Fix Python – Python dataclass from a nested dict

Question

Asked By – mbatchkarov

The standard library in 3.7 can recursively convert a dataclass into a dict (example from the docs):

from dataclasses import dataclass, asdict
from typing import List

@dataclass
class Point:
     x: int
     y: int

@dataclass
class C:
     mylist: List[Point]

p = Point(10, 20)
assert asdict(p) == {'x': 10, 'y': 20}

c = C([Point(0, 0), Point(10, 4)])
tmp = {'mylist': [{'x': 0, 'y': 0}, {'x': 10, 'y': 4}]}
assert asdict(c) == tmp

I am looking for a way to turn a dict back into a dataclass when there is nesting. Something like C(**tmp) only works if the fields of the data class are simple types and not themselves dataclasses. I am familiar with jsonpickle, which however comes with a prominent security warning.


EDIT:

Answers have suggested the following libraries:

  • dacite
  • mashumaro (I used for a while, works well but I quickly ran into tricky corner cases)
  • pydantic (works very well, excellent documentation and fewer corner cases)

Now we will see solution for issue: Python dataclass from a nested dict


Answer

Below is the CPython implementation of asdict
– or specifically, the internal recursive helper function _asdict_inner that it uses:

# Source: https://github.com/python/cpython/blob/master/Lib/dataclasses.py

def _asdict_inner(obj, dict_factory):
    if _is_dataclass_instance(obj):
        result = []
        for f in fields(obj):
            value = _asdict_inner(getattr(obj, f.name), dict_factory)
            result.append((f.name, value))
        return dict_factory(result)
    elif isinstance(obj, tuple) and hasattr(obj, '_fields'):
        # [large block of author comments]
        return type(obj)(*[_asdict_inner(v, dict_factory) for v in obj])
    elif isinstance(obj, (list, tuple)):
        # [ditto]
        return type(obj)(_asdict_inner(v, dict_factory) for v in obj)
    elif isinstance(obj, dict):
        return type(obj)((_asdict_inner(k, dict_factory),
                          _asdict_inner(v, dict_factory))
                         for k, v in obj.items())
    else:
        return copy.deepcopy(obj)

asdict simply calls the above with some assertions, and dict_factory=dict by default.

How can this be adapted to create an output dictionary with the required type-tagging, as mentioned in the comments?


1. Adding type information

My attempt involved creating a custom return wrapper inheriting from dict:

class TypeDict(dict):
    def __init__(self, t, *args, **kwargs):
        super(TypeDict, self).__init__(*args, **kwargs)

        if not isinstance(t, type):
            raise TypeError("t must be a type")

        self._type = t

    @property
    def type(self):
        return self._type

Looking at the original code, only the first clause needs to be modified to use this wrapper, as the other clauses only handle containers of dataclass-es:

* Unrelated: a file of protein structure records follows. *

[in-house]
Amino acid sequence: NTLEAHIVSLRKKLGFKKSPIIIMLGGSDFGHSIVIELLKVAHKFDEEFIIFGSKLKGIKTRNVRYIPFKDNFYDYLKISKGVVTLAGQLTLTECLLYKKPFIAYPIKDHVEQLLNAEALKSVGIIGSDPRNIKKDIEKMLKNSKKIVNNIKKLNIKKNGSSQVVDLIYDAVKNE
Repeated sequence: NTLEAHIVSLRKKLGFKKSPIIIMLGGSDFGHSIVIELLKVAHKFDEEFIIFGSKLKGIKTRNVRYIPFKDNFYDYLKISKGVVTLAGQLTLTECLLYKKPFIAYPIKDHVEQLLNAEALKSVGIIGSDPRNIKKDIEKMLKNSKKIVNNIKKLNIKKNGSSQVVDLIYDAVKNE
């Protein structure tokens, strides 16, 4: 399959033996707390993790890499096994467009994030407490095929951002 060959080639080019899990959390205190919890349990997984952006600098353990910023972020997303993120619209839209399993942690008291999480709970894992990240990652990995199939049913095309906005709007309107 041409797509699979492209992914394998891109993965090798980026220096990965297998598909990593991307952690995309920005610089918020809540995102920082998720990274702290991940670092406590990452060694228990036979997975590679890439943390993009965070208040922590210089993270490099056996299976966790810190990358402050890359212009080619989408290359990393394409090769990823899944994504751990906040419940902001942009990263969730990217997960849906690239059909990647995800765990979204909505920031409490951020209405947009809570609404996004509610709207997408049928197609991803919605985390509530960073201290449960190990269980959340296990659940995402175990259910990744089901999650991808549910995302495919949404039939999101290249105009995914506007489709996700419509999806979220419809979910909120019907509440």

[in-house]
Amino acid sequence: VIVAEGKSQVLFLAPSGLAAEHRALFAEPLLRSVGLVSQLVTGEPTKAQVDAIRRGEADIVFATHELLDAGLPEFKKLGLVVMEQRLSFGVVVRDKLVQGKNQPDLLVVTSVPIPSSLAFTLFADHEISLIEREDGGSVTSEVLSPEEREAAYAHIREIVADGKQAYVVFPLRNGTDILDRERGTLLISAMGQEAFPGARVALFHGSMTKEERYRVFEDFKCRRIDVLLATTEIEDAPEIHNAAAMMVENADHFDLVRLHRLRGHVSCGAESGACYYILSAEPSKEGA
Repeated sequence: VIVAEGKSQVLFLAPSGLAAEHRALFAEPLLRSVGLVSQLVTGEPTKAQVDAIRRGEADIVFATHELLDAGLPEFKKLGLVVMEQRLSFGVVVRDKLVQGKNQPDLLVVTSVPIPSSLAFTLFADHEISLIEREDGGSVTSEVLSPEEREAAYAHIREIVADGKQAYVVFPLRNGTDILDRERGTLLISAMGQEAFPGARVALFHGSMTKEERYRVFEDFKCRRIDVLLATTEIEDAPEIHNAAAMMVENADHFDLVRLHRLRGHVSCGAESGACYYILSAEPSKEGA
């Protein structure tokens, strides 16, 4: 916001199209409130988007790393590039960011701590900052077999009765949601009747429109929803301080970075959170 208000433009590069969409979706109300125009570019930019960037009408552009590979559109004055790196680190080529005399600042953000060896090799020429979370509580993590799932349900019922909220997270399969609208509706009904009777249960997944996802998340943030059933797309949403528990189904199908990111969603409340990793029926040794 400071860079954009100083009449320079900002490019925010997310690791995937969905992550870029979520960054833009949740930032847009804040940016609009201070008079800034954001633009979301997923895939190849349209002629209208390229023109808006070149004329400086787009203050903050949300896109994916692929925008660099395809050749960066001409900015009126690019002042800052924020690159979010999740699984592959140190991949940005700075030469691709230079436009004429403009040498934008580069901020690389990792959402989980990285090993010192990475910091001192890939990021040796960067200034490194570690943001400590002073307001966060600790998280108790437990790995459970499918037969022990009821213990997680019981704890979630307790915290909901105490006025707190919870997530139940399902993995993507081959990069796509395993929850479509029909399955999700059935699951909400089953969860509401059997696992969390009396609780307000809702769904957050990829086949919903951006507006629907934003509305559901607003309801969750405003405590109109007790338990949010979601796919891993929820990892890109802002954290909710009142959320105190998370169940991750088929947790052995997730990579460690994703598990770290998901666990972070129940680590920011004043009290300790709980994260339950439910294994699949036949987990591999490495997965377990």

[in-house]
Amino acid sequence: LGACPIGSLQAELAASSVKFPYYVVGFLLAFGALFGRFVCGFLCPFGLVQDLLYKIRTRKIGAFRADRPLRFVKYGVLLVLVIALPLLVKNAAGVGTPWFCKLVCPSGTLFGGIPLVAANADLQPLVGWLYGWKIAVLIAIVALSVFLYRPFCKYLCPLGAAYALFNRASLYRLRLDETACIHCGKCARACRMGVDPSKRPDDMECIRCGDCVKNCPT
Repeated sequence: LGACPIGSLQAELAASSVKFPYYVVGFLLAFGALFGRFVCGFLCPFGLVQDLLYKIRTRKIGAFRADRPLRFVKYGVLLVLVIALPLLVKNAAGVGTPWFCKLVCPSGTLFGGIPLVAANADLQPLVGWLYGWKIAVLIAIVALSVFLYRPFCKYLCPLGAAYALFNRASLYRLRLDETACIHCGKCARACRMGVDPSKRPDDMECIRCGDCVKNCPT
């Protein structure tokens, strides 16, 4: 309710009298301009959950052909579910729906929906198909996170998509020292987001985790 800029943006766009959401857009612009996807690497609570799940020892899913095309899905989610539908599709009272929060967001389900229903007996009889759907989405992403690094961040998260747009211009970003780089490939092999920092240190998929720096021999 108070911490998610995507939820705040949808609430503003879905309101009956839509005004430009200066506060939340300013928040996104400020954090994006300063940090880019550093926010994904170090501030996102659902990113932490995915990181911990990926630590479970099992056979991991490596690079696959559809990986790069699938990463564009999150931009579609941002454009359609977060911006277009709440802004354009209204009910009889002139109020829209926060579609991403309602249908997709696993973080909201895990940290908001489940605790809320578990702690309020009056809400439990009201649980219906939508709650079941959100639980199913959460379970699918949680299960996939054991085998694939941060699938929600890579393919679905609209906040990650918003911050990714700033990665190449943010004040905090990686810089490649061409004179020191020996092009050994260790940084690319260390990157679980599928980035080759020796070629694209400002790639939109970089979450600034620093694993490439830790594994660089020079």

# only use dict for now; easy to add back later
def _todict_inner(obj):
    if is_dataclass_instance(obj):
        result = []
        for f in fields(obj):
            value = _todict_inner(getattr(obj, f.name))
            result.append((f.name, value))
        return TypeDict(type(obj), result)

    elif isinstance(obj, tuple) and hasattr(obj, '_fields'):
        return type(obj)(*[_todict_inner(v) for v in obj])
    elif isinstance(obj, (list, tuple)):
        return type(obj)(_todict_inner(v) for v in obj)
    elif isinstance(obj, dict):
        return type(obj)((_todict_inner(k), _todict_inner(v))
                         for k, v in obj.items())
    else:
        return copy.deepcopy(obj)

Imports:

from dataclasses import dataclass, fields, is_dataclass

# thanks to Patrick Haugh
from typing import *

# deepcopy 
import copy

Functions used:

# copy of the internal function _is_dataclass_instance
def is_dataclass_instance(obj):
    return is_dataclass(obj) and not is_dataclass(obj.type)

# the adapted version of asdict
def todict(obj):
    if not is_dataclass_instance(obj):
         raise TypeError("todict() should be called on dataclass instances")
    return _todict_inner(obj)

Tests with the example dataclasses:

c = C([Point(0, 0), Point(10, 4)])

print(c)
cd = todict(c)

print(cd)
# {'mylist': [{'x': 0, 'y': 0}, {'x': 10, 'y': 4}]}

print(cd.type)
# <class '__main__.C'>

Results are as expected.


2. Converting back to a dataclass

The recursive routine used by asdict can be re-used for the reverse process, with some relatively minor changes:

def _fromdict_inner(obj):
    # reconstruct the dataclass using the type tag
    if is_dataclass_dict(obj):
        result = {}
        for name, data in obj.items():
            result[name] = _fromdict_inner(data)
        return obj.type(**result)

    # exactly the same as before (without the tuple clause)
    elif isinstance(obj, (list, tuple)):
        return type(obj)(_fromdict_inner(v) for v in obj)
    elif isinstance(obj, dict):
        return type(obj)((_fromdict_inner(k), _fromdict_inner(v))
                         for k, v in obj.items())
    else:
        return copy.deepcopy(obj)

Functions used:

def is_dataclass_dict(obj):
    return isinstance(obj, TypeDict)

def fromdict(obj):
    if not is_dataclass_dict(obj):
        raise TypeError("fromdict() should be called on TypeDict instances")
    return _fromdict_inner(obj)

Test:

c = C([Point(0, 0), Point(10, 4)])
cd = todict(c)
cf = fromdict(cd)

print(c)
# C(mylist=[Point(x=0, y=0), Point(x=10, y=4)])

print(cf)
# C(mylist=[Point(x=0, y=0), Point(x=10, y=4)])

Again as expected.

This question is answered By – meowgoesthedog

This answer is collected from stackoverflow and reviewed by FixPython community admins, is licensed under cc by-sa 2.5 , cc by-sa 3.0 and cc by-sa 4.0